LAWRENCE — Like the sometimes shocking subjects of his new textbook, Modern Art: A Global Survey From the Mid-Nineteenth Century to the Present (Oxford University Press), author David Cateforis felt the responsibility to live up to modernist poet Ezra Pound’s dictum to “make it new!”
The chair of the Kress Foundation Department of Art History at the University of Kansas, Cateforis worked for six years to write a new textbook that serves as an introduction to modern art but with an expanded, global purview that includes artists from Asia, Latin America, Africa and the Middle East who attained prominence before the late 20th century. It also comes in digital form with web links to more images than are included in the printed book.
“This book is not quite encyclopedic, but it is certainly broad and extensive,” Cateforis said. “Mine is the first modern art textbook to give attention to countries outside of Europe and North America that have not been part of the narrative before. I think that is an important contribution, representative of the global turn in the discipline of art history.”
For Cateforis, “Modernity is all about constant change, constant revolution ... technological and scientific developments.
“In art, modernism often goes hand in hand with the idea of avant-gardism, the idea of pushing forward and exploring or discovering new expressive territory," he said. "To define what modern art is all about, I think the key word is innovation.”
Certain artists and artworks, Cateforis said, transcend novelty to achieve originality and influence. Those are the ones he has featured in his new book.
“Modern art is shocking in different ways at different times,” Cateforis said.
Several such causes célèbres are recounted in the book.
“As an educator, I'm interested in those instances of controversy for what they tell us about conventional tastes versus an artist's attempt to break out of convention and do something that makes us see and think in different ways,” he said.
The forces of modernity — driven by capitalism and colonialism — moved at a different pace in different parts of the globe, Cateforis wrote.
In Chapter 11, “Modern Art in Asia: India, Japan, Korea and China, c. 1900-1945,” he wrote, “Whereas in the West the history of modernism is primarily understood as the history of the avant-garde with its emphasis on constant innovation, the modernisms of early twentieth-century Asia are better conceived as involving mutations within national cultural traditions ... In many cases, eclecticism rather than aggressive originality counted as a modernist strategy for Asian artists.”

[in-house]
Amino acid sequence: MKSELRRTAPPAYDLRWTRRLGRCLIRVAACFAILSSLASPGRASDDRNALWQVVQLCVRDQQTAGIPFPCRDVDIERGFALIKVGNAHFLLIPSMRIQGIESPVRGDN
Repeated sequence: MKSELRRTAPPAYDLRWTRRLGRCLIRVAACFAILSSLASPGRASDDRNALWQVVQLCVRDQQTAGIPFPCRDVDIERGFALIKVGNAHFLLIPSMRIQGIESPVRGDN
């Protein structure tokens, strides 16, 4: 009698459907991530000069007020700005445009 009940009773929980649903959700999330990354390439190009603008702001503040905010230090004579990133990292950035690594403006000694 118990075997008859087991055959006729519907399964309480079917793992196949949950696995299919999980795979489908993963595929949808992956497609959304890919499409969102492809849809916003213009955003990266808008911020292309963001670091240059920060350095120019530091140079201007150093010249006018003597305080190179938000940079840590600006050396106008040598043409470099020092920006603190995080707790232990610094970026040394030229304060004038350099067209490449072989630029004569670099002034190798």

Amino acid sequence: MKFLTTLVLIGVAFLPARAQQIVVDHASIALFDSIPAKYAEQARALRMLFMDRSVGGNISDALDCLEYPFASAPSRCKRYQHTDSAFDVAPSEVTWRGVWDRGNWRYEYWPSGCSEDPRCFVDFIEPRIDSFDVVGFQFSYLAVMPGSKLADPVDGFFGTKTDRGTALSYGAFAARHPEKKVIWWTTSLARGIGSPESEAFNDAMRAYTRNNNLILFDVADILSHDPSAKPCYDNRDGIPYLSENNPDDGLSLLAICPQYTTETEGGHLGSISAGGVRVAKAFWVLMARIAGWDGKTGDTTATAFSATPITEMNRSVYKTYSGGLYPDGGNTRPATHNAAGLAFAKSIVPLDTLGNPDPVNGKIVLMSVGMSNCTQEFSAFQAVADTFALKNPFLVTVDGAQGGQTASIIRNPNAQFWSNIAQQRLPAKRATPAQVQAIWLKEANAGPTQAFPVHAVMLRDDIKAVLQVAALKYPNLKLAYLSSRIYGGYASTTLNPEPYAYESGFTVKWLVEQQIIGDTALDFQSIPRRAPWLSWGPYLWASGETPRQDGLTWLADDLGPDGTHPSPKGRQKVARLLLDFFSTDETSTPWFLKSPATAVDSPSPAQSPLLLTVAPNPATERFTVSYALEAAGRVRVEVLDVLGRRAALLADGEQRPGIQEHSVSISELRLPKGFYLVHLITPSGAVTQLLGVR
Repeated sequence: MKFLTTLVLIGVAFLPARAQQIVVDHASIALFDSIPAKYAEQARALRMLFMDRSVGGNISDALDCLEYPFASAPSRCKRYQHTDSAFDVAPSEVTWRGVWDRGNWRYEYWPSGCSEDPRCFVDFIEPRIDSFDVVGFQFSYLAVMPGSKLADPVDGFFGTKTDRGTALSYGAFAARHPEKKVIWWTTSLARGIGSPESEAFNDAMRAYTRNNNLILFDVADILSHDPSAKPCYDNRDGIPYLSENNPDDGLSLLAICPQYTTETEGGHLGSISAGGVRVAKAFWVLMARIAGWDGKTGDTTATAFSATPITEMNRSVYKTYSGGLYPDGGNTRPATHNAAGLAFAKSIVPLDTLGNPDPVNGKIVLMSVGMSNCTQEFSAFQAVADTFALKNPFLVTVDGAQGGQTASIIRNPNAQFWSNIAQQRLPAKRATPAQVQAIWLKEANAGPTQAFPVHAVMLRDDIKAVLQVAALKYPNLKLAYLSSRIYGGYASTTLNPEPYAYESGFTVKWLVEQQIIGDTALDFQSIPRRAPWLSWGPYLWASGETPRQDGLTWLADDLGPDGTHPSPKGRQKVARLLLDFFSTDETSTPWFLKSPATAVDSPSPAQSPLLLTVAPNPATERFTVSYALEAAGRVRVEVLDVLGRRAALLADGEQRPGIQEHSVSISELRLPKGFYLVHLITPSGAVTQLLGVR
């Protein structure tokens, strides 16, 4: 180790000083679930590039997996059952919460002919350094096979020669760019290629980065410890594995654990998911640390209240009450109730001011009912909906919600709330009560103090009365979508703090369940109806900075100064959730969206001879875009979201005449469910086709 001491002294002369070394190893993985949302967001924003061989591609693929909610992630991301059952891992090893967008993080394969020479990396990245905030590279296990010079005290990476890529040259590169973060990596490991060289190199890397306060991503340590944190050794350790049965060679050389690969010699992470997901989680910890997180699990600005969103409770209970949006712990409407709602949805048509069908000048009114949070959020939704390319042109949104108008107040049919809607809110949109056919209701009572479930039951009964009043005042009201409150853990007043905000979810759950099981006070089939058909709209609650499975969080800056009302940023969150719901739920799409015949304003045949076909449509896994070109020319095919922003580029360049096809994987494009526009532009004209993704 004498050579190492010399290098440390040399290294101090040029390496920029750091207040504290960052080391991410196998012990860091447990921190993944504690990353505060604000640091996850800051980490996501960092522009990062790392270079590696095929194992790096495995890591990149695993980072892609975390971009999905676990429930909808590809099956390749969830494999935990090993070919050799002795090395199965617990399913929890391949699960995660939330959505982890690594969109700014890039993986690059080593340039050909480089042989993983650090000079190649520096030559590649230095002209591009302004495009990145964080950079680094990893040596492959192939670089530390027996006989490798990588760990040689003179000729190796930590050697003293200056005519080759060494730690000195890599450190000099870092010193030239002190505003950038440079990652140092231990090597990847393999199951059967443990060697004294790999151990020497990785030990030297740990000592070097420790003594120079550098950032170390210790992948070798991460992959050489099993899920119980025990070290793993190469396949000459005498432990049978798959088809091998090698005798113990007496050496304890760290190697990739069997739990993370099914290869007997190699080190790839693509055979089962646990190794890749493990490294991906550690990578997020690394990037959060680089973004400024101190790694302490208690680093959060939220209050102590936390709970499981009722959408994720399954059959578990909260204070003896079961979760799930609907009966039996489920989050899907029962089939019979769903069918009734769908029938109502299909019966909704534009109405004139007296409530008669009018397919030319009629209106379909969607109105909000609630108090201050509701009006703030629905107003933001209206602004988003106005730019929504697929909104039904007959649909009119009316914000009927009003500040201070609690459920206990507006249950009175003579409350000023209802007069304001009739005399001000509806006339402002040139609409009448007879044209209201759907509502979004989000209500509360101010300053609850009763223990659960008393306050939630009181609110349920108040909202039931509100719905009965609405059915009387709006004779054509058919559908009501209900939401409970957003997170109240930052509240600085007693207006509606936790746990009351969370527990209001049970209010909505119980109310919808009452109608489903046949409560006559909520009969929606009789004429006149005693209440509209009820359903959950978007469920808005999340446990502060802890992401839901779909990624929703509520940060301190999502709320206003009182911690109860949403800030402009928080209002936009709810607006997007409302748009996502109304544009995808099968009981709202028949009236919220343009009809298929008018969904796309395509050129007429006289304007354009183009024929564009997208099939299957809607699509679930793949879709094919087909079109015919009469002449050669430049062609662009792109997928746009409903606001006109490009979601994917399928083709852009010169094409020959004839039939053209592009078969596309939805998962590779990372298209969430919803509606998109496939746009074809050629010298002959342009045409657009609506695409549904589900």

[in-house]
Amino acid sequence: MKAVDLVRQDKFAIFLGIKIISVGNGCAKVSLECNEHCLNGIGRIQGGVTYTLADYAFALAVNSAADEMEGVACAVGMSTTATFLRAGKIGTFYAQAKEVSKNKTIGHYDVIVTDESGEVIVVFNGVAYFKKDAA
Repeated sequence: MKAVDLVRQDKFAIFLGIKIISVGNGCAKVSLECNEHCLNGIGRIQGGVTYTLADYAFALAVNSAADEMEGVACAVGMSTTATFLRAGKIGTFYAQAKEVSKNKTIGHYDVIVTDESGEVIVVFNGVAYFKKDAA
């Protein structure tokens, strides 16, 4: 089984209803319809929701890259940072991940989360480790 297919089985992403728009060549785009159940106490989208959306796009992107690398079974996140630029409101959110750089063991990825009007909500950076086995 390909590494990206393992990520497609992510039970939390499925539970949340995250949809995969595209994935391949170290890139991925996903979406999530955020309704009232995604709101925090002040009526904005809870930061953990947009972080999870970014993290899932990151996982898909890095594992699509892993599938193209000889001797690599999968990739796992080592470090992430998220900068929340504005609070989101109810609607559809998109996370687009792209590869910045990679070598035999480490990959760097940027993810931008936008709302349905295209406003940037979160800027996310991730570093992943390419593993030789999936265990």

Not only are there chapters on the modern arts of India, East Asia, Africa and the Middle East, but the work of previously overlooked artists not from Europe or United States is also woven into other chapters. For instance, in the chapter on mid-century modern architecture, in addition to Frank Lloyd Wright and Le Corbusier, Cateforis includes such figures as Brazil’s Oscar Niemeyer and Lina Bo Bardi and Japan’s Kenzō Tange. Besides its expanded geographic scope, the book also highlights the work of women, many never before featured in modern art textbooks, such as Spain’s María Blanchard and South Africa’s Irma Stern.
Of course, all the familiar names in modern art are covered, such as Van Gogh, Picasso, Dalí, O’Keeffe and Warhol. It also includes late 20th century postmodernism and art of the current century.
“I was concerned with making it informative, accessible and accurate,” Cateforis said.
The KU researcher said he synthesized information from many books and learned a lot himself while writing the extensively footnoted textbook.
“I'm providing interpretations, but I'm not claiming they're the only possible interpretations,” he said. “I want it to be useful to teachers and to the general reader. I want it to be an introduction, a kind of opening. The section on Ko Hŭi-dong, who is known as Korea's first oil painter, introduces him to an English-reading audience that may have little or no knowledge of Korean art history.”
The book likewise includes M.F. Husain, popularly known as India’s Picasso.
“This is the work of the textbook — to introduce into this survey of modern art these important figures from countries outside of Europe and North America that had been neglected or ignored,” he said.
Image: M.F. Husain’s “Man,” 1951. Oil on fiberboard. Credit: Courtesy Peabody Essex Museum, Salem, Massachusetts.